Extended Essay

The extended essay, including the world studies extended essay, offers the opportunity for IB students to investigate a topic of special interest, in the form of a 4,000-word piece of independent research. Students select an area of research from Diploma Programme subjects, or in the case of the interdisciplinary world studies essay from two subjects, and become acquainted with the independent research and writing skills expected at university. This leads to a major piece of formally presented, structured writing, in which ideas and findings are communicated in a reasoned and coherent manner, appropriate to the subject or subjects chosen. It is intended to promote high-level research and writing skills, intellectual discovery and creativity. As an authentic learning experience, the extended essay provides students with an opportunity to engage in personal research on a topic of choice, under the guidance of a supervisor (cite IB website).

The extended essay is an in-depth study of a focused topic chosen from the list of available Diploma Programme subjects for the session in question. This is normally one of the student’s six chosen subjects for those taking the IB diploma, or a subject that a course student has a background in. It is intended to promote academic research and writing skills, providing students with an opportunity to engage in personal research in a topic of their own choice, under the guidance of a supervisor (an appropriately qualified member of staff within the school). This leads to a major piece of formally presented, structured writing, in which ideas and findings are communicated in a reasoned and coherent manner, appropriate to the subject chosen. It is mandatory that all students undertake three reflection sessions with their supervisor, which includes a short, concluding interview, or viva voce, with their supervisor following the completion of the extended essay.

SupervisorUndertake three mandatory reflection sessions with the student.

Ensure that students complete the Reflections on planning and progress form, and initial and date the form after each entry by the student.

Provide a supervisory comment, which is used to contextualize the student’s reflections.
StudentChoose a subject from the available extended essay list. See Diploma Programme coordinator or extended essay coordinator for details.

Ensure that the starting point for your essay is a subject that is available, or in the case of the world studies extended essay, an issue of global, contemporary significance within one of the six world studies themes.

Observe the regulations with regard to the extended essay, including the IB’s 
ethical guidelines.

Read and understand the subject-specific requirements for the subject in which you intend to complete your extended essay, including the interpretation of the assessment criteria.

Meet all internal deadlines set by your school in relation to the extended essay.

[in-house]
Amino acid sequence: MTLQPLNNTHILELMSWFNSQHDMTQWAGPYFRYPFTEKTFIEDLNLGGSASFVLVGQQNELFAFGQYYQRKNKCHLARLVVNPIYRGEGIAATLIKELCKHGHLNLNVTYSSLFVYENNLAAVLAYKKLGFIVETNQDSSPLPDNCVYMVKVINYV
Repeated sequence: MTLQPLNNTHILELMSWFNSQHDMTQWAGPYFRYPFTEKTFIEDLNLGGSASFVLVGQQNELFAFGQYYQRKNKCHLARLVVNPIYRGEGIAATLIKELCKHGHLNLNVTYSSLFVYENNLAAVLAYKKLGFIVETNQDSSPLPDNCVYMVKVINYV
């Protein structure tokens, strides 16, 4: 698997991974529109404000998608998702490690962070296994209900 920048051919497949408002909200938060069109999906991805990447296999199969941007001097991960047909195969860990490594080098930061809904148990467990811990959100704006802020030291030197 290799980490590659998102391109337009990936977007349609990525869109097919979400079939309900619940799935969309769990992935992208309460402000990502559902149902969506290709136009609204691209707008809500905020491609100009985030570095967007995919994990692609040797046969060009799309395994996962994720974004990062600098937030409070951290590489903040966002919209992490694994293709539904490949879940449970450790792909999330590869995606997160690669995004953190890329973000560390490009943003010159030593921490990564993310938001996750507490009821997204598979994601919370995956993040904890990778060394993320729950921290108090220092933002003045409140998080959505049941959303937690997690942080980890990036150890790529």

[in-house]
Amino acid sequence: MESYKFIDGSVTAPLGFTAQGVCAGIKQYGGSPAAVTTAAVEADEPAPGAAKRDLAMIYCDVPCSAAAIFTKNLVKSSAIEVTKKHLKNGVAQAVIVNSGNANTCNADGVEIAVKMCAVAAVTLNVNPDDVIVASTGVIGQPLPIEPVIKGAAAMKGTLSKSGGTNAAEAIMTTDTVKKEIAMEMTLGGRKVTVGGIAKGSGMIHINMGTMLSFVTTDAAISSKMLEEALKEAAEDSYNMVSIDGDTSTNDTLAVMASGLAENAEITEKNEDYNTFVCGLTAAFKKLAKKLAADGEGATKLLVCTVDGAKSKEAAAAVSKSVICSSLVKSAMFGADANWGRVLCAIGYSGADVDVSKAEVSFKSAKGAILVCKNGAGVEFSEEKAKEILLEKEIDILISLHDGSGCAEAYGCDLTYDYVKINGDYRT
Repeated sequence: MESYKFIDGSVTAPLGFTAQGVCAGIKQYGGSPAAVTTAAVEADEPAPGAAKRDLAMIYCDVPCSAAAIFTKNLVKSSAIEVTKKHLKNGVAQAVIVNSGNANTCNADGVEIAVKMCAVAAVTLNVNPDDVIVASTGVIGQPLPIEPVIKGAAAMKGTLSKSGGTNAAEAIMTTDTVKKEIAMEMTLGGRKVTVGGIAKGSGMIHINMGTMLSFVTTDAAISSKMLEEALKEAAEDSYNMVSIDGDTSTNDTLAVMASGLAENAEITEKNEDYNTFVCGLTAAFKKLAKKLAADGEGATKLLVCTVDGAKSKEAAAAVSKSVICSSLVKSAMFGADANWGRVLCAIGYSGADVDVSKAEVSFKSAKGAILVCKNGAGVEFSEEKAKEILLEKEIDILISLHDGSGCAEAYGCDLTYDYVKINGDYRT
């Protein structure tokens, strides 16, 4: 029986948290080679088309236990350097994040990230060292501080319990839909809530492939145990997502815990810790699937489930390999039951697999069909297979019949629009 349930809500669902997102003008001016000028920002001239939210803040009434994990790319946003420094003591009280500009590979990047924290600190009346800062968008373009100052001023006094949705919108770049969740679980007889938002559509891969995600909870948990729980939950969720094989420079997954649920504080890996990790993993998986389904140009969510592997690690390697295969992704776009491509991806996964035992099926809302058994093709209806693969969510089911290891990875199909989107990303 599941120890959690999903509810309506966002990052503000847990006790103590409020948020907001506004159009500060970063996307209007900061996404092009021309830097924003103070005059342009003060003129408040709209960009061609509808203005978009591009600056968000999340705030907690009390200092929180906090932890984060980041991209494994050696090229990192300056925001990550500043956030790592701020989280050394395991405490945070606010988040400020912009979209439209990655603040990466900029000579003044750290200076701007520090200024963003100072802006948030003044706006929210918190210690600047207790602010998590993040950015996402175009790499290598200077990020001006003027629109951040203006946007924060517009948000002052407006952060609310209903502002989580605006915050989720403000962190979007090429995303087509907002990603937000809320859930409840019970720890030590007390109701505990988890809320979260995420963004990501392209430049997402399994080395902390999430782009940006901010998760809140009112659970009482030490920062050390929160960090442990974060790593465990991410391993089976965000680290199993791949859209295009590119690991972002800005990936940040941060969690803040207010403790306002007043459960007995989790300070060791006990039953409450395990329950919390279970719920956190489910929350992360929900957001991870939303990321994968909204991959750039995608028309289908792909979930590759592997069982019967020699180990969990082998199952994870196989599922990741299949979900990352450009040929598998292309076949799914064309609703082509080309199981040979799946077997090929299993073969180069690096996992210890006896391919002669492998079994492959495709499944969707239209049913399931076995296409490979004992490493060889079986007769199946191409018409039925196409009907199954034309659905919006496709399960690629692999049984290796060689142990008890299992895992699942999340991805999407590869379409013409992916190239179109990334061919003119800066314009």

Understand concepts related to academic integrity, including plagiarism and collusion, for example, and ensure that you have acknowledged all sources of information and ideas in a consistent manner.

Attend three mandatory reflection sessions with your supervisor, the last of which is the viva voce.

Record your reflections on the Reflections on planning and progress form for submission as part of the assessment of criterion E (engagement).

EE Reflections on Planning & Progress Form

Choose a subject from the available extended essay list. See Diploma Programme coordinator or extended essay coordinator for details.

Ensure that the starting point for your essay is a subject that is available, or in the case of the world studies extended essay, an issue of global, contemporary significance within one of the six world studies themes.

Observe the regulations with regard to the extended essay, including the IB’s 
ethical guidelines.

Read and understand the subject-specific requirements for the subject in which you intend to complete your extended essay, including the interpretation of the assessment criteria.

Meet all internal deadlines set by your school in relation to the extended essay.

Understand concepts related to academic integrity, including plagiarism and collusion, for example, and ensure that you have acknowledged all sources of information and ideas in a consistent manner.

Attend three mandatory reflection sessions with your supervisor, the last of which is the viva voce.

Record your reflections on the Reflections on planning and progress form for submission as part of the assessment of criterion E (engagement).

EE Reflections on Planning & Progress Form

The below videos on various research skills are provided by OSLIS, or the Oregon School Library Information System.

Generating Search Terms
Building Search Strings, Part 1
Building Search Strings, Part 2

Advanced Searching
Using Wikipedia
Research Graphic Organizer
Evaluating Websites
Why We Cite

For help with citing, MLA or APA, click here.